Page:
When you think about it there aren’t different survey types. Not really. A survey is simply one or more questions intended to elicit a response on a given topic. Where things start to get complicated is when we factor in the goals we want to achieve by using surveys.
When we talk about “survey types” what we are really getting at is determining the right questions to give you useful results. Therefore, it’s necessary to ask yourself a few questions about what you’re trying to measure. A self-survey, if you will.
Customer experience isn’t limited to a single interaction. It’s precisely because there are so many touch points and factors that go into customer experience that we need to isolate what we want to measure.
Do your goods or services meet customer expectations? You can get as granular as you want here, as it’s a pretty broad survey category. What—exactly—did or did not meet expectations? Was it an actual product or a product feature? Are you trying to get a sense of customers’ general satisfaction with your company?
The more specific these kinds of survey are the better the resulting data is. This speaks to the benefit of this kind of survey—they allow companies to laser-focus on explicit aspects of their operations. Combining open-ended responses with numeric ratings yield the most useful data.
Your marketing textbooks from college often referred to this as part of targeting and segmenting. But the goal of this approach is to give a sense of what a specific population, whether that’s age, gender, location, repeat customers, or some other criteria that is relevant to your business goals, thinks about your offerings.
At the same time, you want to understand how your chosen demographics respond to specific situation. Therefore, you need to balance basic demographic inquiries with more goal-oriented questions. If you want to know why a particular population does or does not like a given product, for example, you need to ask explicit questions about it.
It’s no secret that it’s easier to keep current customers than to gain new ones. So related to that idea it’s helpful to understand what keeps your current customers coming back for more. And believe it or not, customers that already have a vested interest in your company like to have a way to provide feedback. It makes them feel valued.
Of course, when it comes to loyalty you need to toe a careful line. Bombarding customers with surveys that gauge their loyalty too frequently can have the opposite effect. Space these out far enough so that you’re not hitting up the same people more than once or twice per year. Also, it’s best to keep these types of surveys short. Doing so not only shows your customers that you value them but that you value their time as well.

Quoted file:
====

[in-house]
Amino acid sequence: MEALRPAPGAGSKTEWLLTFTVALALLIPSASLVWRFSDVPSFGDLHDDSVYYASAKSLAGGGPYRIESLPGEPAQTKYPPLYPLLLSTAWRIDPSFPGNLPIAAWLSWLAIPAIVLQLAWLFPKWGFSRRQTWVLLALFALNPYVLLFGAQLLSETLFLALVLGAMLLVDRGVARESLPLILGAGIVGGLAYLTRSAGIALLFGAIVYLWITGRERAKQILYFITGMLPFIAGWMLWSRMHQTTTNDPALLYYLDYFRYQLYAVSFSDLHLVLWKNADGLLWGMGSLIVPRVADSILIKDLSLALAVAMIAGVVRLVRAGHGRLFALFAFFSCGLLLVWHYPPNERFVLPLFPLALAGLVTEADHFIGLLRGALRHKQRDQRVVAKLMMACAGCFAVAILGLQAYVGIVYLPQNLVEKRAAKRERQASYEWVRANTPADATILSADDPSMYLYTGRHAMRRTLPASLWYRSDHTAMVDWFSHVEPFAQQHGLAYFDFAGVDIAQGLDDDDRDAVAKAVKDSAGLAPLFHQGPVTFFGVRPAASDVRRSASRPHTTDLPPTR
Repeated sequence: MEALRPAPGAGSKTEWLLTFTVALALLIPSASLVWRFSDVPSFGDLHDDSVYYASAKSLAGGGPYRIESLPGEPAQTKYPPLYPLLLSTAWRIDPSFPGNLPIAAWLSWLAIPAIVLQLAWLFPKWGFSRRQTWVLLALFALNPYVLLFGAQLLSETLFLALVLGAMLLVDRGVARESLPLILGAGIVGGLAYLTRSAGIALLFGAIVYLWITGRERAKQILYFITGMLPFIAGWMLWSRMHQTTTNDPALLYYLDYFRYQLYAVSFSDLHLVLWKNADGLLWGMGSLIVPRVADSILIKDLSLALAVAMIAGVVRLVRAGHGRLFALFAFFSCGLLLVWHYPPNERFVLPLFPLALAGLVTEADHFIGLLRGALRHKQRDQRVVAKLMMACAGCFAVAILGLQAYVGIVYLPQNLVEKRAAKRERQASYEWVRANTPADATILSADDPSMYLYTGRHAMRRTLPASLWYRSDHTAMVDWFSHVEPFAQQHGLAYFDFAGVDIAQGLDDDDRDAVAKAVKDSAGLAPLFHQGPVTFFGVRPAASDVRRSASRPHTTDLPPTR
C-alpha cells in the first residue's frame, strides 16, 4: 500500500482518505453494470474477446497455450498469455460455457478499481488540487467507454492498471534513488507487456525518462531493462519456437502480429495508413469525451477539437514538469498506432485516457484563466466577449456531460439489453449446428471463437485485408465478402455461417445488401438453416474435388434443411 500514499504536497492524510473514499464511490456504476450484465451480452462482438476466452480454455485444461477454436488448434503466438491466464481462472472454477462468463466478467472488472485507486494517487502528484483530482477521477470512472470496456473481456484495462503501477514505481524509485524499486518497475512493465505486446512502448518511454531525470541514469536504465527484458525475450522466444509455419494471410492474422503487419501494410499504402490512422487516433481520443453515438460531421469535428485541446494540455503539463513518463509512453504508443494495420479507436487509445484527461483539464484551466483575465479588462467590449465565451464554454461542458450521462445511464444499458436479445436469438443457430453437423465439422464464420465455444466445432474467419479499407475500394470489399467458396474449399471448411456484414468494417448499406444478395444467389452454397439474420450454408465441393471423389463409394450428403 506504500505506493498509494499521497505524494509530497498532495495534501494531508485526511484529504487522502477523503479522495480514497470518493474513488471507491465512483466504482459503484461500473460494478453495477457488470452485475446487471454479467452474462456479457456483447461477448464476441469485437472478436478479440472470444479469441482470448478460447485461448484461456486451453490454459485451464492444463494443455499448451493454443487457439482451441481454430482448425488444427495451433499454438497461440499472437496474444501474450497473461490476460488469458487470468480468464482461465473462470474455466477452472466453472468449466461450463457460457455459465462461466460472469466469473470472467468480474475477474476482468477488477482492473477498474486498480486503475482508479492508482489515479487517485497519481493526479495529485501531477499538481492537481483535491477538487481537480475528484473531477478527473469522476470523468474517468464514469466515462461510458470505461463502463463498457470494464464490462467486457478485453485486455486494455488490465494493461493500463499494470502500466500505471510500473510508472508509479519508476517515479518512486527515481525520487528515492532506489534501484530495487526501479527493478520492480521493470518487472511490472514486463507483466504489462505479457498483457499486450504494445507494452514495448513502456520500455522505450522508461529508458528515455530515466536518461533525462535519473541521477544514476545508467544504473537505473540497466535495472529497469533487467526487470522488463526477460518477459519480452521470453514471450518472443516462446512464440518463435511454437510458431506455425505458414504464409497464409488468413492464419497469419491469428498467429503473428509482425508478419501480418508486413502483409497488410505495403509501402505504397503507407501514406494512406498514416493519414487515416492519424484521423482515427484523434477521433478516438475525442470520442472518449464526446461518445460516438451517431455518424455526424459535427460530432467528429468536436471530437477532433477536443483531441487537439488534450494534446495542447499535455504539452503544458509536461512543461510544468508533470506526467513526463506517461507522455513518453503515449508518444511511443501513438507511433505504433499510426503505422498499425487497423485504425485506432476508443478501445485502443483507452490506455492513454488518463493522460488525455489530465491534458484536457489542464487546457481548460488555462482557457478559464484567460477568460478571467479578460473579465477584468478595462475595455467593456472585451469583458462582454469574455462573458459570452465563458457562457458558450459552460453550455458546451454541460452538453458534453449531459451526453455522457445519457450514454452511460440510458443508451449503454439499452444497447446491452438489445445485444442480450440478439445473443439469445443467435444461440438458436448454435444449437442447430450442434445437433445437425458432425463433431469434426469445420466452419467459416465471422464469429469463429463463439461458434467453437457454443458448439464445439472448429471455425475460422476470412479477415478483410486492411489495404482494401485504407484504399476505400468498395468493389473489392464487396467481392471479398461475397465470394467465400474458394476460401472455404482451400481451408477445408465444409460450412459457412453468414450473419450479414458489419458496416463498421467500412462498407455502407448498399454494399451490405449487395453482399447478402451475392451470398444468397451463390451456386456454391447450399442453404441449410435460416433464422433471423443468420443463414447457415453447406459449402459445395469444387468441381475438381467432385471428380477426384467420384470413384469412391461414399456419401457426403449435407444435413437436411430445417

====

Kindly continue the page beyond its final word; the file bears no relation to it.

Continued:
Companies often know the direction they want to head in when developing new products and services. But what may make sense to a company as a logical next step might not resonate with customers in the same way. Using surveys to understand customer needs, demands, and desires is a great way to help prioritize new offerings.
The advantage of this type of survey is two-fold. One, you get a better sense of customer expectations and what they actually want to see. If most of your customers prefer option A to option B, then it makes a lot more sense to forge ahead with option A first because it will generate more revenue. The second advantage is a more efficient use of resources on your company’s end. Your team can focus on one product at a time, and not have to juggle multiple projects at the same time.
No matter what route you choose when creating and using surveys it’s important to remember that they’re just another tool. That means that asking better questions leads to better results. This is also why it’s critical to think about what you want to achieve with your surveys and design the questions appropriately before launching it. Time is an important factor in getting good response data and the best time to solicit customers is immediately after an interaction when everything is fresh in their minds. Therefore, you want to have your surveys ready to go and don’t want to waste valuable feedback because your questions weren’t just exactly perfect.
It’s also worth thinking about the channels used to deploy your surveys. Do you want to take advantage of phone-based surveys that give customers an easy way to leave detailed feedback? Do you want to use web-based surveys? A tool like Plum Insight eliminates the need to choose between the two because it does both automatically, giving you the best of both worlds.